I have a confession to make, you guys. One I’m not proud of.
I was not excited when we found out we were headed to the desert.
I’m a lover of big trees and long rainy weekends and lush undergrowth and gurgling brooks nestled into forests and cozy cups of tea under heavy blankets. The desert? It just sounded dry. And hot. And possibly like everything in it wanted to kill me.
I told myself that it would be fine…it’s only three months, after all. I figured I’d hide in the air conditioning if I needed to. And as we were leaving New England in January, I thought maybe a little sunshine would do me good. My expectations were pretty low.
“I’m just not a ‘desert person’,” I told myself.
Shame on me.
What does that even mean- “desert person”? This isn’t Star Wars and there aren’t “desert people” from which I am separate. What was I even talking about? I think most of us have climates and landscapes that call us home, that appeal to our hearts in a special way, but to assume that that is the only landscape we can thrive in simply isn’t true and doesn’t serve. What a ridiculous label to apply. What an unnecessary limitation to place on my life.
Tucson was surprise and delight over and over and over again. While trees and water and cool weather might be the landscape that resonates most deeply with me, Tucson and the Sonoran Desert won me over in ways I couldn’t have dreamed of. There is something special and magical there, and it was a huge reminder that I potentially miss out big time when I decide something’s “not for me” instead of coming to it with an open heart.
My curiosity saved my butt once again as it pushed me out the door and out into the desert when I was inclined to pout about it instead. Thank goodness.
There I discovered the way evening light slides across the desert floor and sets the surrounding mountains on fire, creates a halo of gold behind the saguaro and prickly pear and turns the barrel cactus pink. There that I paused and realized that the thorns and the spiky exteriors, the venomous teeth and the pointy tusks, weren’t the desert trying to kill me, but rather the desert fighting for its own survival with everything it has. How could I possibly hold that against it? I respect the hell out of survivors and that’s all the desert has.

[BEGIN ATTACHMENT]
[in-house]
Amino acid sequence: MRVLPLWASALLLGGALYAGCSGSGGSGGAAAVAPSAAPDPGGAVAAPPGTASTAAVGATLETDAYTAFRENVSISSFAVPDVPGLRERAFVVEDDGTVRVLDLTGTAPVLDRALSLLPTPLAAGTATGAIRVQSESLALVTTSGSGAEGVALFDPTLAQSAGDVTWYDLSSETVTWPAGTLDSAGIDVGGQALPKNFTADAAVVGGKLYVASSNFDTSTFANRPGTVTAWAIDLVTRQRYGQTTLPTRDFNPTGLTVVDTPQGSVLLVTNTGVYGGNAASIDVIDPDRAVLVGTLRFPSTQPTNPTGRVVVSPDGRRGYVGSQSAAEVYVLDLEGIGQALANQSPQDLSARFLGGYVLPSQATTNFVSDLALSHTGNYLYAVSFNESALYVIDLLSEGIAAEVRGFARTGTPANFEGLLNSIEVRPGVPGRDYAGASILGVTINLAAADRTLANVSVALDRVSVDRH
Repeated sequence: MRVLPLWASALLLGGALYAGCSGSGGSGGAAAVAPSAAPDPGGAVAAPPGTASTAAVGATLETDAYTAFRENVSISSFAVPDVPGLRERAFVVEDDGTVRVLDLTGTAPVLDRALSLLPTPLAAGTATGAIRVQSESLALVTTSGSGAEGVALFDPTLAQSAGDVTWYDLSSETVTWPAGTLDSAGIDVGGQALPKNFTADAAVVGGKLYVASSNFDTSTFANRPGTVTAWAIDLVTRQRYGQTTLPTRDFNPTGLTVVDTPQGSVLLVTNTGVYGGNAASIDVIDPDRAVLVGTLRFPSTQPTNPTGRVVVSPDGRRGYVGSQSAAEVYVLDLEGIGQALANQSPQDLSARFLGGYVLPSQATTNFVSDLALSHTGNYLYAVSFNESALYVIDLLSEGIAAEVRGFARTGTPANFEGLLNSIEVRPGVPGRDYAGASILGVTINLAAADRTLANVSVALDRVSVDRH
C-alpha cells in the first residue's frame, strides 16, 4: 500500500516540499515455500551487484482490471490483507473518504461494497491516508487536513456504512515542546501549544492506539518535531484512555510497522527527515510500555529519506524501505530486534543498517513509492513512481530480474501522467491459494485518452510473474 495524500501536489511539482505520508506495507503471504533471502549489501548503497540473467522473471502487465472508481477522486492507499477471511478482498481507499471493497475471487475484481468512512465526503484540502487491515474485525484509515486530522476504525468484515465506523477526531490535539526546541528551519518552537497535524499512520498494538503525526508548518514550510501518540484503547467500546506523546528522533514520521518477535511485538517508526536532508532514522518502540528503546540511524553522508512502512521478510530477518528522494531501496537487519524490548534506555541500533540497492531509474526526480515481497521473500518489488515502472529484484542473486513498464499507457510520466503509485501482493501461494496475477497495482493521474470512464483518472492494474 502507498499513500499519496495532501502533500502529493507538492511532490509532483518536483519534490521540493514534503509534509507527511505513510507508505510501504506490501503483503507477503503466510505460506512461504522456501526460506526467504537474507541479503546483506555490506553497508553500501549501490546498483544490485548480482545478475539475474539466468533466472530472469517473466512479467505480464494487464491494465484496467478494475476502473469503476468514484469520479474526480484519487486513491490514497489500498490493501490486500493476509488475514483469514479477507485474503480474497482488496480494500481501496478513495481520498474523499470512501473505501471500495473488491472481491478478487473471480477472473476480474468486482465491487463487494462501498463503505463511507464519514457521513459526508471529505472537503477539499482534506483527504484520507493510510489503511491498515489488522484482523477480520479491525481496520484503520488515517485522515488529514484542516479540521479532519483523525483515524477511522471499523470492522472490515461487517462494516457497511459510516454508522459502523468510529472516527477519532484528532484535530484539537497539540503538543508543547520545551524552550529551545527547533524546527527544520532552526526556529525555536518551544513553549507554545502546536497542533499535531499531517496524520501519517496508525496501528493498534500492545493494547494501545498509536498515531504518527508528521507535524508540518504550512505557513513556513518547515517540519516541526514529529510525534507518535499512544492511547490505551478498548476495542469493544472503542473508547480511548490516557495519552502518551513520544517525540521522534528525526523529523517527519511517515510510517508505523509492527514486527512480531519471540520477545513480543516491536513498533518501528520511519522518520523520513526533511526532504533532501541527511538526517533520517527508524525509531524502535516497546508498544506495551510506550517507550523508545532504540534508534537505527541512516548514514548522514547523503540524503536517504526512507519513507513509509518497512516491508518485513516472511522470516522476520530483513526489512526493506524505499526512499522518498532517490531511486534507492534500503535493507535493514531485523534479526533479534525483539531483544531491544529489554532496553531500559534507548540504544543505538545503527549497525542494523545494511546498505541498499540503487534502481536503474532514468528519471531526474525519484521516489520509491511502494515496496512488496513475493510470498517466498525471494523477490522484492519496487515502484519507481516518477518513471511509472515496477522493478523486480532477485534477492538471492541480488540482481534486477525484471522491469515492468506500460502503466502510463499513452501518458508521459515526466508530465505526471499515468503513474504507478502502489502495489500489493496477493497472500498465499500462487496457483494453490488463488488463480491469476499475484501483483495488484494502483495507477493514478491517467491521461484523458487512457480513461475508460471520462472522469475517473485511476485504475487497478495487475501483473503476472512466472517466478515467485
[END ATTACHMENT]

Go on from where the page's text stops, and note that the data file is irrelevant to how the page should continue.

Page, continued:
I grew attached, much to my surprise. I grew to love running across shale covered trails with precarious footing and watching for rattlers sunning themselves in my path. I grew to love that we could load up Tess and some snacks and drive up Mount Lemmon for cooler temperatures and a pine tree fix. I grew to love a town big enough to draw the artists and entrepreneurs that create gorgeous murals and craft beers and restaurants with tons of personality, all while remaining small enough to harbor a sense of community and history and culture that thrives.
And while I admit that it’s probably a good thing that our time in Tucson drew to a close just as daily high temperatures were beginning to consistently hit over 100F, I left there with a new and deep appreciation for the desert that has etched it’s way into my heart. Tucson opened me to the desert in a way I would have thought impossible, and I am so grateful for the time we were gifted there.
I hope you have a chance to spend time there at some point. I urge you to consider it when you think about making your travel plans next. To nudge you in that direction, I’ve created a guide to Tucson that will help give you a sense of the town and the desert that it calls home! It contains four itineraries that span 36 hours to a full week and is based on Justin and my favorite things from our time there (so expect a lot of breweries…Tucson knows its beer, y’all!).